Journal Article

C<sub>4</sub> photosynthesis and water stress

Oula Ghannoum

in Annals of Botany

Published on behalf of The Annals of Botany Company

Volume 103, issue 4, pages 635-644
Published in print February 2009 | ISSN: 0305-7364
Published online June 2008 | e-ISSN: 1095-8290 | DOI: http://dx.doi.org/10.1093/aob/mcn093
C4 photosynthesis and water stress

More Like This

Show all results sharing these subjects:

  • Ecology and Conservation
  • Evolutionary Biology
  • Plant Sciences and Forestry

GO

Show Summary Details

Preview

Background

In contrast to C3 photosynthesis, the response of C4 photosynthesis to water stress has been less-well studied in spite of the significant contribution of C4 plants to the global carbon budget and food security. The key feature of C4 photosynthesis is the operation of a CO2-concentrating mechanism in the leaves, which serves to saturate photosynthesis and suppress photorespiration in normal air. This article reviews the current state of understanding about the response of C4 photosynthesis to water stress, including the interaction with elevated CO2 concentration. Major gaps in our knowledge in this area are identified and further required research is suggested.

Scope

Evidence indicates that C4 photosynthesis is highly sensitive to water stress. With declining leaf water status, CO2 assimilation rate and stomatal conductance decrease rapidly and photosynthesis goes through three successive phases. The initial, mainly stomatal phase, may or may not be detected as a decline in assimilation rates depending on environmental conditions. This is because the CO2-concentrating mechanism is capable of saturating C4 photosynthesis under relatively low intercellular CO2 concentrations. In addition, photorespired CO2 is likely to be refixed before escaping the bundle sheath. This is followed by a mixed stomatal and non-stomatal phase and, finally, a mainly non-stomatal phase. The main non-stomatal factors include reduced activity of photosynthetic enzymes; inhibition of nitrate assimilation, induction of early senescence, and changes to the leaf anatomy and ultrastructure. Results from the literature about CO2 enrichment indicate that when C4 plants experience drought in their natural environment, elevated CO2 concentration alleviates the effect of water stress on plant productivity indirectly via improved soil moisture and plant water status as a result of decreased stomatal conductance and reduced leaf transpiration.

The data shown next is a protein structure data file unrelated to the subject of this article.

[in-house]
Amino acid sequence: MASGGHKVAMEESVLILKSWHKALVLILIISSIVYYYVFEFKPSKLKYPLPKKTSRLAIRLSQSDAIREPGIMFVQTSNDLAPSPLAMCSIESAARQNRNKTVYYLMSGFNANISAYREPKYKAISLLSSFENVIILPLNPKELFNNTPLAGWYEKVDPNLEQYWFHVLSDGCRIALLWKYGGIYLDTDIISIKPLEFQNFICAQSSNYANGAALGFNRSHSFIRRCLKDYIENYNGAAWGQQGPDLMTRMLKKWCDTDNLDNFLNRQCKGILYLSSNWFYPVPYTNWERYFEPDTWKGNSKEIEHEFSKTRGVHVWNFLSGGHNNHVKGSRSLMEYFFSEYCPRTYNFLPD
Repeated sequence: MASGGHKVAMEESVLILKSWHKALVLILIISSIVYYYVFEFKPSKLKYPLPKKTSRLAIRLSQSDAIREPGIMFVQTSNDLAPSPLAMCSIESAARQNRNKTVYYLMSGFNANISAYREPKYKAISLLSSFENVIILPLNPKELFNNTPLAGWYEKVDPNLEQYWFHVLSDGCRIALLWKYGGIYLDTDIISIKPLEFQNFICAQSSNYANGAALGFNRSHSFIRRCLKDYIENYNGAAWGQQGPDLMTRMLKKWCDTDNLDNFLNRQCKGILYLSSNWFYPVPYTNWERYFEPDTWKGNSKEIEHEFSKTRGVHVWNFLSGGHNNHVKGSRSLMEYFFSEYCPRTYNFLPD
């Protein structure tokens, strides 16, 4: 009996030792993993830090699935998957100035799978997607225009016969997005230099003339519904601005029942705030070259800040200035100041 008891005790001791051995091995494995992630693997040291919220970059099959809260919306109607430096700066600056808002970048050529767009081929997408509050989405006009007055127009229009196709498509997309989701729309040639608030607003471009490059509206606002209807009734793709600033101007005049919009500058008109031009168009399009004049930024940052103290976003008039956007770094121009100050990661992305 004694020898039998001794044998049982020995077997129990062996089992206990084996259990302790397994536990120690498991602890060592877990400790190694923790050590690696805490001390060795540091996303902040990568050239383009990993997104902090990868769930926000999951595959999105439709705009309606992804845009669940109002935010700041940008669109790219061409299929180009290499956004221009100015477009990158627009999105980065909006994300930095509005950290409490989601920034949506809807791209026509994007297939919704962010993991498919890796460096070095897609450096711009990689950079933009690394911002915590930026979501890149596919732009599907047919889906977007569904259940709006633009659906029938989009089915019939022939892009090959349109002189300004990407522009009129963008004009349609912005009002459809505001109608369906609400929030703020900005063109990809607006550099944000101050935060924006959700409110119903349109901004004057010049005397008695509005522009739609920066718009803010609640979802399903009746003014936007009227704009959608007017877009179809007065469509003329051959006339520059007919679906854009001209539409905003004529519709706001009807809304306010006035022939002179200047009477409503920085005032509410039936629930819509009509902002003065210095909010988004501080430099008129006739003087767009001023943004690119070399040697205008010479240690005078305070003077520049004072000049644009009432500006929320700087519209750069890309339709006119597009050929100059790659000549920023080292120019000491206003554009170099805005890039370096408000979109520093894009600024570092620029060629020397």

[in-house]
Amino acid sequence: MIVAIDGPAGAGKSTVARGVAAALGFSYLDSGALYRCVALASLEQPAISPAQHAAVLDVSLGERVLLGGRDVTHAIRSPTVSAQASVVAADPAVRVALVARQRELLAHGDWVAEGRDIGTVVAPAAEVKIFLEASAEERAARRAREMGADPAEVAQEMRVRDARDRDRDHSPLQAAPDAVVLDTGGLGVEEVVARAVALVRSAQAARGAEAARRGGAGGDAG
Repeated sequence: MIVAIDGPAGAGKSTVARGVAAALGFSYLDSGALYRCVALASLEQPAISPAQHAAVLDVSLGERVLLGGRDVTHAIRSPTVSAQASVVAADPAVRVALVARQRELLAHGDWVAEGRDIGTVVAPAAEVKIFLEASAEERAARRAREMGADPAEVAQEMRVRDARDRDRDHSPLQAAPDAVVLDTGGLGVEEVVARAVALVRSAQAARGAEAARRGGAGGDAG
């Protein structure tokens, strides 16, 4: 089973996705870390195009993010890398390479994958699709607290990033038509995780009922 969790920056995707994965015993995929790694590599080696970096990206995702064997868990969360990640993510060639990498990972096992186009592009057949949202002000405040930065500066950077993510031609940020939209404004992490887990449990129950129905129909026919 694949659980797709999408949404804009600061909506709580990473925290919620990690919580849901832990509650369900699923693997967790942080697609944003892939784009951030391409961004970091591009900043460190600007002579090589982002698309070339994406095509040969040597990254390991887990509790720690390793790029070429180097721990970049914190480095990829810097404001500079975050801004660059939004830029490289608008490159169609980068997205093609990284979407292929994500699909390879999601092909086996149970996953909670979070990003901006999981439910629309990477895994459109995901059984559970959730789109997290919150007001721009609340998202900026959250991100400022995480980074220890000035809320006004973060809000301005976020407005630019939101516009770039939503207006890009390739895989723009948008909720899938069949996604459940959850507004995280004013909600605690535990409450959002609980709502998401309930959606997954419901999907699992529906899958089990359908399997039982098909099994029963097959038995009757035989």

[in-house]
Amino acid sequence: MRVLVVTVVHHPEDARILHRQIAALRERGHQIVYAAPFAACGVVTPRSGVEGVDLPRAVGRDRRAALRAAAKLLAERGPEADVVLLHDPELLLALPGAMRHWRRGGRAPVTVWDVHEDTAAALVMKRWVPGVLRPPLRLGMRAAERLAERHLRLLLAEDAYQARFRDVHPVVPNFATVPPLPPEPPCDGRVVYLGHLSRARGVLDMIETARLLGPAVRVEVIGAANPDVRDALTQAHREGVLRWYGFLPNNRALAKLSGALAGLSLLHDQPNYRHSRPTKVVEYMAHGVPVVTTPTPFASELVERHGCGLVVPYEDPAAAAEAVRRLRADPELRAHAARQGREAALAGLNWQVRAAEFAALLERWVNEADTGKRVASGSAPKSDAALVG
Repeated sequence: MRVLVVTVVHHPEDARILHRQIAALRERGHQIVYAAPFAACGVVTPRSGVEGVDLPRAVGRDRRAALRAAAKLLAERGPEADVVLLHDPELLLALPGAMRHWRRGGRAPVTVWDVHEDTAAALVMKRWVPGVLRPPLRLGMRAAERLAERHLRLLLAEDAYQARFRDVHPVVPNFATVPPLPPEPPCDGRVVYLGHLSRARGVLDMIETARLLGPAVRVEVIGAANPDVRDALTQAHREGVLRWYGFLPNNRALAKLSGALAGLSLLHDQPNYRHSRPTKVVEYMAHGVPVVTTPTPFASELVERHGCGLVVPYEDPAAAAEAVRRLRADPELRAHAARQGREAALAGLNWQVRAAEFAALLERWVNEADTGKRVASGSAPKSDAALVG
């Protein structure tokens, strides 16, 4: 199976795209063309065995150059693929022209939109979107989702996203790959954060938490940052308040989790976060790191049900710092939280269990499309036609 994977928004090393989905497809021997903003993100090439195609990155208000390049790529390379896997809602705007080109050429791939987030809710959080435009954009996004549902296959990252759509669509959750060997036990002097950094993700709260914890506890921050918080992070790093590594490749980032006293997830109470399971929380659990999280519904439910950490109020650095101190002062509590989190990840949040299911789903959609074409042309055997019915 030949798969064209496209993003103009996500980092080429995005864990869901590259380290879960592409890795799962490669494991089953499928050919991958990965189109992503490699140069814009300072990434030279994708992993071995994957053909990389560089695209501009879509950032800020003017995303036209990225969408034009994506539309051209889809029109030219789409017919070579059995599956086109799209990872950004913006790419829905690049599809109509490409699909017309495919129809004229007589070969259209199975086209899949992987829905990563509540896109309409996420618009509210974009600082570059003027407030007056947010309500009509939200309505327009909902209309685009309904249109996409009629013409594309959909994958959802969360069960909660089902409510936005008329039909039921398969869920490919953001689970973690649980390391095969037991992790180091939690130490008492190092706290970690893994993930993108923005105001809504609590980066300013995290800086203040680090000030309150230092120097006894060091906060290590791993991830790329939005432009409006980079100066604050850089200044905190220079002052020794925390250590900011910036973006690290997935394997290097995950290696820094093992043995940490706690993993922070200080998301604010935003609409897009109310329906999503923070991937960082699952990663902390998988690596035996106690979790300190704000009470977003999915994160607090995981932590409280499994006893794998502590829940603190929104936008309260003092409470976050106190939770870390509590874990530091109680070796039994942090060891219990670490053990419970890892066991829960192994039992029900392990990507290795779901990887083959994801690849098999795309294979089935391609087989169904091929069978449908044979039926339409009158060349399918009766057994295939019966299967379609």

Conclusions

It is suggested that there is a limited capacity for photorespiration or the Mehler reaction to act as significant alternative electron sinks under water stress in C4 photosynthesis. This may explain why C4 photosynthesis is equally or even more sensitive to water stress than its C3 counterpart in spite of the greater capacity and water use efficiency of the C4 photosynthetic pathway.

Keywords: C3 and C4 photosynthesis; stomatal and non-stomatal limitation; high CO2; water stress

Journal Article.  7963 words.  Illustrated.

Subjects: Ecology and Conservation ; Evolutionary Biology ; Plant Sciences and Forestry

Full text: subscription required

How to subscribe Recommend to my Librarian

Users without a subscription are not able to see the full content. Please, subscribe or login to access all content.